Statistics on children, youth and families in Maine from the Annie E. Casey Foundation and the Maine Children's Alliance
Why This Indicator Matters
Students who are chronically absent are less likely to read proficiently by third grade, more likely to fail in middle school and eventually drop out of high school. Chronic absence can be solved when schools, families, and communities work together to create a culture of attendance as early as preschool and kindergarten and regularly monitor progress and identify any barriers to getting to school. See Count ME In
What the data shows
The pandemic had an effect on chronic absenteeism that has continued even past hybrid education and quarantines. Comparing 2018-2019 to four years later, 2022-2023, the percent of students who were chronically absent rose from 16.8% to 27.2%, down slightly from 28.4% the year before. Among students who were economically disadvantaged, the rate rose from 25.3% to 38.4%, while for higher income students, it rose from 10.4% to 20.5%. For the 2022-2023 school year, 47,118 students, slightly more than half of whom come from families earning less than 185% of the federal poverty rate were chronically absent in Maine.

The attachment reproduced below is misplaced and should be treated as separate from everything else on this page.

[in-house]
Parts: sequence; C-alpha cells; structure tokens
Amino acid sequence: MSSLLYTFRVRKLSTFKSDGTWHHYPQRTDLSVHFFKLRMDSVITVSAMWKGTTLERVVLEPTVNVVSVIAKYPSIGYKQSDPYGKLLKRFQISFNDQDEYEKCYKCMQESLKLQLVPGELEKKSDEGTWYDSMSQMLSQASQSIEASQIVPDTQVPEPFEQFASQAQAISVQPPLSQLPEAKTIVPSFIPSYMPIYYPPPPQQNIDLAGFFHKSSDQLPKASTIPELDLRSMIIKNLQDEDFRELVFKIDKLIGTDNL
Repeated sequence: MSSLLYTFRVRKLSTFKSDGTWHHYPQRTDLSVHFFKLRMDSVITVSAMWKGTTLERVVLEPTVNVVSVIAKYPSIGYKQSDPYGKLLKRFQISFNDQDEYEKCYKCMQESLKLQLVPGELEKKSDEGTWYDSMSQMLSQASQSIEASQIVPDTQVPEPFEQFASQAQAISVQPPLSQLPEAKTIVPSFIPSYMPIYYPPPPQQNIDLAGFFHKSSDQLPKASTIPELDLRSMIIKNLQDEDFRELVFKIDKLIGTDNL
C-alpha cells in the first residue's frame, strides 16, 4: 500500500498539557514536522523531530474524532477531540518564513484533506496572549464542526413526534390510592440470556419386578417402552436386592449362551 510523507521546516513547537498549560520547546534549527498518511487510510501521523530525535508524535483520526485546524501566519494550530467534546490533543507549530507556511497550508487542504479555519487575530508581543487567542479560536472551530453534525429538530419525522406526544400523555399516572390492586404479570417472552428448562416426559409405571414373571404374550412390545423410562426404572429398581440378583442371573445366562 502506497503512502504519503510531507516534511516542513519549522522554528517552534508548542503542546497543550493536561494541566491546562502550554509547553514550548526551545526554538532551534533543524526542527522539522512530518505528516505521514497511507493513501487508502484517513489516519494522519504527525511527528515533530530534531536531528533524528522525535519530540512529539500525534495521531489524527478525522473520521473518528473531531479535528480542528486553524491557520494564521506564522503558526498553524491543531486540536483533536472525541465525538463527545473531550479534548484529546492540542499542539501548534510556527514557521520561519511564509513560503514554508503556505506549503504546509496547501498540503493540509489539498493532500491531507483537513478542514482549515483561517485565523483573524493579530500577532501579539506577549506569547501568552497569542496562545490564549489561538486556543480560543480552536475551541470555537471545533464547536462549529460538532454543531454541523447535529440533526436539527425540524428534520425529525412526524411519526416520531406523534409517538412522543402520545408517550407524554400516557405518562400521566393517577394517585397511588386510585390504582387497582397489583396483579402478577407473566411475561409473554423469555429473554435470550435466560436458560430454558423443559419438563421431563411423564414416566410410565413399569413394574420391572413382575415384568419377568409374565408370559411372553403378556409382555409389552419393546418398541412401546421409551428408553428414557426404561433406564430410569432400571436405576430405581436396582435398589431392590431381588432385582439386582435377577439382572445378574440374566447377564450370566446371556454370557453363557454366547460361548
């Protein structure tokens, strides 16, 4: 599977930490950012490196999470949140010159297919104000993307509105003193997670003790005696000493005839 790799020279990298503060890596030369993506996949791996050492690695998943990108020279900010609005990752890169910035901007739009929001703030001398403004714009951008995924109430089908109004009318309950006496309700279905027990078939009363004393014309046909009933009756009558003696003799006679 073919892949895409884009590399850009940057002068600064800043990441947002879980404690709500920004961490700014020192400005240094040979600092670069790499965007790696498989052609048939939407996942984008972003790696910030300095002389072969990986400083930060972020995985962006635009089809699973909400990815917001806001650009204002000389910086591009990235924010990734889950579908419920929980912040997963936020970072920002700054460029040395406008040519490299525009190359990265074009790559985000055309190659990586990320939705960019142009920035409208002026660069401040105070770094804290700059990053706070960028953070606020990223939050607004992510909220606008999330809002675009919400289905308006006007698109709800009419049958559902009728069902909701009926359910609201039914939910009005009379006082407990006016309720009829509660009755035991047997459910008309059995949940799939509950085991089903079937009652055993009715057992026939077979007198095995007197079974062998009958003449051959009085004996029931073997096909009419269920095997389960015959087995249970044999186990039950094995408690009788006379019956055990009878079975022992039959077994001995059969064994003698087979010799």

Definition and Source
Chronic absenteeism is the number and percent of students in Maine who are chronically absent from school and this is disaggregated by whether the student's family is or is not economically disadvantaged. A student is defined as being chronically absent if the student is absent 10% or more of the days enrolled or for a typical school year at a rate which would lead to 18 or more absences, including both excused and unexcused absences. Economically disadvantaged refers to students who live in families whose income is 185% or below federal poverty levels. This was $55,500 for a family of four persons in 2023. The year 2023 refers to the school year from September 2022- June 2023.